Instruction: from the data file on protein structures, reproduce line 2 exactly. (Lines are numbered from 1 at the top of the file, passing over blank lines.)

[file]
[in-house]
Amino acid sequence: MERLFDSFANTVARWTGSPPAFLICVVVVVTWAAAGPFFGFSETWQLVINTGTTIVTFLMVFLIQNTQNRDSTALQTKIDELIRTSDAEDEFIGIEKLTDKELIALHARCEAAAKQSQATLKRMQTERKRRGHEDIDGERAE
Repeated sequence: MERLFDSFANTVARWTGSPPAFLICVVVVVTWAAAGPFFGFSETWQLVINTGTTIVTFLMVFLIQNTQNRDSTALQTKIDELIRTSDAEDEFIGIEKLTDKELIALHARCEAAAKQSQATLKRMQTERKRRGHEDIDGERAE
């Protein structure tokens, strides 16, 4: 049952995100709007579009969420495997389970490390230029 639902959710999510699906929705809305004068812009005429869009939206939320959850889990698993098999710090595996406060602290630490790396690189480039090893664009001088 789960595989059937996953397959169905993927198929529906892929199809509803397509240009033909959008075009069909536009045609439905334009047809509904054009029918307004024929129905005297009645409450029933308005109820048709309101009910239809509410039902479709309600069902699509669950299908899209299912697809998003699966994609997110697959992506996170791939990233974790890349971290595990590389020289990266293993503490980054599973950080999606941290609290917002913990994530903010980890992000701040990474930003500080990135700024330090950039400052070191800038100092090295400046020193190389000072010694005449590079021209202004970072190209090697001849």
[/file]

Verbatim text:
Amino acid sequence: MERLFDSFANTVARWTGSPPAFLICVVVVVTWAAAGPFFGFSETWQLVINTGTTIVTFLMVFLIQNTQNRDSTALQTKIDELIRTSDAEDEFIGIEKLTDKELIALHARCEAAAKQSQATLKRMQTERKRRGHEDIDGERAE